Rising sophomore quarterback Brandon Bridge was the best thing going for Alcorn State when first-year coach Melvin Spears walked in the door this offseason. After all, this was a program that once seemed lost after a sequence of utter turmoil before coach Earnest Collins took over. Then, after briefly leading the Braves to the top of the SWAC’s Eastern Division last season, Collins quit as well.
That’s a far cry from the stability and success of Alcorn legend Marino Casem, who coached there for 22 years from 1964-86 — going 139-70-8 over all and 86-48-7 in the Southwestern Athletic Conference. Spears remembers that period well, having played under Casem, who’s known affectionately now as the Godfather of the SWAC.
Spears says rekindling that fiery competitiveness starts with having a quarterback like Bridge: “It’s gets a whole lot easier,” Spears told me, “when that piece is in place.”
Given the nickname “Air Canada” by some fans — the 6-foot-5, 195-pounder is from the Toronto suburb of Mississauga, Ontario — Bridge ended up fourth in the league with a 190-yard passing average per game in 2010. Only two passers, both upperclassmen, threw for more than his 19 touchdowns. Bridge also finished No. 7 in the SWAC for rushing, with 600 yards and tied for third overall with eight scores on the ground.
“He’s a great player, as well as an Academic All American,” Spears enthuses. “So, we have great stability at the quarterback position. Our task was to go out and get some folks to go around him so we everything wouldn’t be so dependent on Brandon doing it all himself. If we can get a running game and some outstanding wide receivers to surround him, there’s no doubt in my mind that he will be on the best in the country. He’s just got to work on the little things.”
A standout moment for Bridge, playing as a true freshman against FBS competition last season, was his 78-yard touchdown run against Mississippi State. It was the longest rushing play MSU had allowed all year. And who could forget Bridge tossing three of his four touchdown passes in the second half against a then-resurgent Grambling? His team lost, but not because of “Air Canada” — who piled up 404 passing yards and ran for another 41.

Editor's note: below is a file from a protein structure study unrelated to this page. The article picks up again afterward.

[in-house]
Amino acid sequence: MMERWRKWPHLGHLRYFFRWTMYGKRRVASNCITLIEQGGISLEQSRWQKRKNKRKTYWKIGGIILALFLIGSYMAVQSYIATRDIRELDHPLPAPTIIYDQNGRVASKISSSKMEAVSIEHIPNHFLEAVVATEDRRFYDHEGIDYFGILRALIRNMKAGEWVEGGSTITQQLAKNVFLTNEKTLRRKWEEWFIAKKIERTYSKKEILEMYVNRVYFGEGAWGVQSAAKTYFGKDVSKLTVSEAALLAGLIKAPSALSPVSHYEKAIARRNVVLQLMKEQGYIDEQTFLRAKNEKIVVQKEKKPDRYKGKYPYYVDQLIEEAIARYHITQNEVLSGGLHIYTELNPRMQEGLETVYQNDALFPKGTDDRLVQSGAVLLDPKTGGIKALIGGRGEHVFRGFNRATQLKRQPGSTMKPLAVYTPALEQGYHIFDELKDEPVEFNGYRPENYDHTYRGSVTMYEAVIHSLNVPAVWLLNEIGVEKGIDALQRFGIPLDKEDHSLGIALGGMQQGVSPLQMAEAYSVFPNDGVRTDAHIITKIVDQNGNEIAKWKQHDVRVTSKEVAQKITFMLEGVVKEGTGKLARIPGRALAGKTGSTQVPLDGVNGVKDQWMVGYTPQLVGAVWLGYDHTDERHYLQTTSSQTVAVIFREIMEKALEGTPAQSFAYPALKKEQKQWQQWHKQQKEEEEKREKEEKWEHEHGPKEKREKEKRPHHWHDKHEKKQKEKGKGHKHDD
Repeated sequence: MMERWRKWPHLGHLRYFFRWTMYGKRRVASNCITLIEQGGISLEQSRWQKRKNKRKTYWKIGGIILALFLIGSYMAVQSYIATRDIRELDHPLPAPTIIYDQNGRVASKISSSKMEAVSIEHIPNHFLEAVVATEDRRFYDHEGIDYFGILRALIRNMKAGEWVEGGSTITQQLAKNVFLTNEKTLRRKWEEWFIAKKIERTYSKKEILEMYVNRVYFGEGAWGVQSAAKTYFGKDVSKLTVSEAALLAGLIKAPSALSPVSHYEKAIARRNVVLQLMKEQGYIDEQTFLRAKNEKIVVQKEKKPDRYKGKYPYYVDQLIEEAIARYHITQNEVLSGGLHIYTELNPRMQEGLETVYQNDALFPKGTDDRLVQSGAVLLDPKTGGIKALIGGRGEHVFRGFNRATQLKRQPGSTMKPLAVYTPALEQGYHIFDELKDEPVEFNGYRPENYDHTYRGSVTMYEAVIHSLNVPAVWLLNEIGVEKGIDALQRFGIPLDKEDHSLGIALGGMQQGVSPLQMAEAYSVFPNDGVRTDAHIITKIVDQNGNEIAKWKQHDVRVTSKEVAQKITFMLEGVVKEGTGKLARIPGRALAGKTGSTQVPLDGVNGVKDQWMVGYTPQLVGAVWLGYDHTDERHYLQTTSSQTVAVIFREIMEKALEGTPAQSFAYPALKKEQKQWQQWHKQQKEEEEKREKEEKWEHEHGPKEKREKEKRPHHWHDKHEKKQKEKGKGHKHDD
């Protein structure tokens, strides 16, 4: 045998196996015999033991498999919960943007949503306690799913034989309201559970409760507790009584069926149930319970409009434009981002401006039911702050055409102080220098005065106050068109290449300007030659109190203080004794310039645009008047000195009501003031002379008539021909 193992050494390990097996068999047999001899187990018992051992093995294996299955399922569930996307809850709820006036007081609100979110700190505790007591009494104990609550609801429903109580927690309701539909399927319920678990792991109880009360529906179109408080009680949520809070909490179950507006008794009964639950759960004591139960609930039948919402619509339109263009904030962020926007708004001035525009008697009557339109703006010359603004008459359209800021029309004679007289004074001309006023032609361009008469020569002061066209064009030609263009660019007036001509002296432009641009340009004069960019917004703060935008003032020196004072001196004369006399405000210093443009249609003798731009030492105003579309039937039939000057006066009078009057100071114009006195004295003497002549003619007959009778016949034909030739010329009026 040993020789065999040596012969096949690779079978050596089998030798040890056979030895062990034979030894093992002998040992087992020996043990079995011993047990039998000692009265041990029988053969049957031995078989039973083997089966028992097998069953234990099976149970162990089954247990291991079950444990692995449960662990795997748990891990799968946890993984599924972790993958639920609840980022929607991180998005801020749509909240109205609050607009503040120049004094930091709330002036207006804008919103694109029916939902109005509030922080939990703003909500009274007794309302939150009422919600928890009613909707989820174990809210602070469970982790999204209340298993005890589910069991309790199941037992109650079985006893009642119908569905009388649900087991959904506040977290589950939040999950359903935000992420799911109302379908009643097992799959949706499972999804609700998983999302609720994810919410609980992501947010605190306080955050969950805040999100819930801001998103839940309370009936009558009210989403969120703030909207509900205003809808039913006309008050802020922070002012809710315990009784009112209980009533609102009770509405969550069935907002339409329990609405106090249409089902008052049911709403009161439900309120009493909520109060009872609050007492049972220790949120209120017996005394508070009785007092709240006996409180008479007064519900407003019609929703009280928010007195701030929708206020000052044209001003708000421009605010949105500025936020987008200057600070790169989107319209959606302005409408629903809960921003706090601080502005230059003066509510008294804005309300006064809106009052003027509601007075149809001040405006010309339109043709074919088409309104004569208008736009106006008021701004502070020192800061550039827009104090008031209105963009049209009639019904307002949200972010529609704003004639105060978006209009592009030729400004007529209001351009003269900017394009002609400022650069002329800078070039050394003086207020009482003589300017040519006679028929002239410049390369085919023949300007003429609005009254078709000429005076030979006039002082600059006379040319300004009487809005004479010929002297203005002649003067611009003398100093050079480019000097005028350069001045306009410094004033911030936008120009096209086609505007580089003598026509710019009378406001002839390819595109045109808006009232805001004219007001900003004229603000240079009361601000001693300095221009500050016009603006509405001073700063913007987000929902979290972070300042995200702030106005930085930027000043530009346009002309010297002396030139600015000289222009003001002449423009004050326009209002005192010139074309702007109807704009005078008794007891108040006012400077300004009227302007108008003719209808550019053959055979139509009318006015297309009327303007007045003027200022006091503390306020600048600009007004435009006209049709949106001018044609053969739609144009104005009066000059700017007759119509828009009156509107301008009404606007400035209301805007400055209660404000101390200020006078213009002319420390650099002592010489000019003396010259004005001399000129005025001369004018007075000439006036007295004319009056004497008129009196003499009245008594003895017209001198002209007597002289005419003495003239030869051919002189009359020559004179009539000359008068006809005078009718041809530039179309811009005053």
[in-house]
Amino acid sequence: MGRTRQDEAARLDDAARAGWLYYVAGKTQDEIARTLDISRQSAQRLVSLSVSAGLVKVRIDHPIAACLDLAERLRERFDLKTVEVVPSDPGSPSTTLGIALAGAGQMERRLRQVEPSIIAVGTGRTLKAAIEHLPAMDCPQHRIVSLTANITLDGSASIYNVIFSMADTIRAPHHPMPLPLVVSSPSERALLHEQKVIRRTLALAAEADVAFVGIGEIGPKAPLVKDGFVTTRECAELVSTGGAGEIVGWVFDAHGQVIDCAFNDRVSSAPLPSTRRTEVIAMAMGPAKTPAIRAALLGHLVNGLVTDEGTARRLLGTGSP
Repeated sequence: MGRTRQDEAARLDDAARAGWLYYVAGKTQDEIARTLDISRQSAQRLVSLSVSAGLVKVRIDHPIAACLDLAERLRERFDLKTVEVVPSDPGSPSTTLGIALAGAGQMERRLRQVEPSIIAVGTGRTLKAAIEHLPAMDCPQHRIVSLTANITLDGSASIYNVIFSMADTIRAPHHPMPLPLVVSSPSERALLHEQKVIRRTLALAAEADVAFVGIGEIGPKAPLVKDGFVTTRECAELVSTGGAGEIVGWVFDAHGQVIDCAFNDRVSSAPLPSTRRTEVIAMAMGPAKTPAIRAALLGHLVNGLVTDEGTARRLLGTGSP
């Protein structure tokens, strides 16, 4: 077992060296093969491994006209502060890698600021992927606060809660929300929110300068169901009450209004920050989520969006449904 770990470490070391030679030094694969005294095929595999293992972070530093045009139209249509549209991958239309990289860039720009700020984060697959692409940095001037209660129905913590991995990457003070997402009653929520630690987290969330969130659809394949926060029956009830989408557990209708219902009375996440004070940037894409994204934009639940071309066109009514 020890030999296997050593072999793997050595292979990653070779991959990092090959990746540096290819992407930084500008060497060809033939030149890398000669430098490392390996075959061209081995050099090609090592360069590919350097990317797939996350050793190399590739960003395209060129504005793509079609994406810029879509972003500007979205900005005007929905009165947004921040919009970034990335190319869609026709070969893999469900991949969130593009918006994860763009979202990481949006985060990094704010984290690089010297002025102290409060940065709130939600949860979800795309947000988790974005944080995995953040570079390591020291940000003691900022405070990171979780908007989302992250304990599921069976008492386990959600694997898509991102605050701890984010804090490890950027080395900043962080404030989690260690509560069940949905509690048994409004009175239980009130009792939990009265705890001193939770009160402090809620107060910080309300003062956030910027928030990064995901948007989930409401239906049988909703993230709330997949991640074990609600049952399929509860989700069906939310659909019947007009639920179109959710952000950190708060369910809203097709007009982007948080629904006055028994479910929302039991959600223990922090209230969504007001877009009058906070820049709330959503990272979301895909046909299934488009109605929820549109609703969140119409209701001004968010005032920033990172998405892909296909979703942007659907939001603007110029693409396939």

Spears got an up-close-and-personal look at the young phenom when, as offensive coordinator at fellow SWAC foe Alabama State last year, the coach saw Alcorn come of age in a 41-21 win on Sept. 25 over the Hornets. The Braves hadn’t bested Alabama State since 2002, and the Hornets had just shocked the SWAC by knocking off defending champion Prairie View. A still-maturing Bridge threw two picks, but ultimately went 13-of-24 for 225 yards and a touchdown — then ripped off a scintillating a 57-yard touchdown run, as well.
“Oh,” Spears says, “he’s got all of the skill sets.”
The Clinton, Louisiana, native has much to overcome, even beyond the turmoil with successive coaching changes, lawsuits and such: Alcorn fans are still smarting, no doubt, after the team was outscored a staggering 100-0 by FBS members Southern Mississippi and Central Michigan to begin 2009. A fast start one year later crumbled for Alcorn, too. There are some emotional scars to heal.
Spears has already gotten going, weaving in Casem’s name and other historical figures from its legacy into his talks with everyone — the players, the coaches, the media: “I feel really blessed to be back home,” Spears says. “The one thing they know, just like in the days of old, we are going to play full speed for 60 straight minutes.”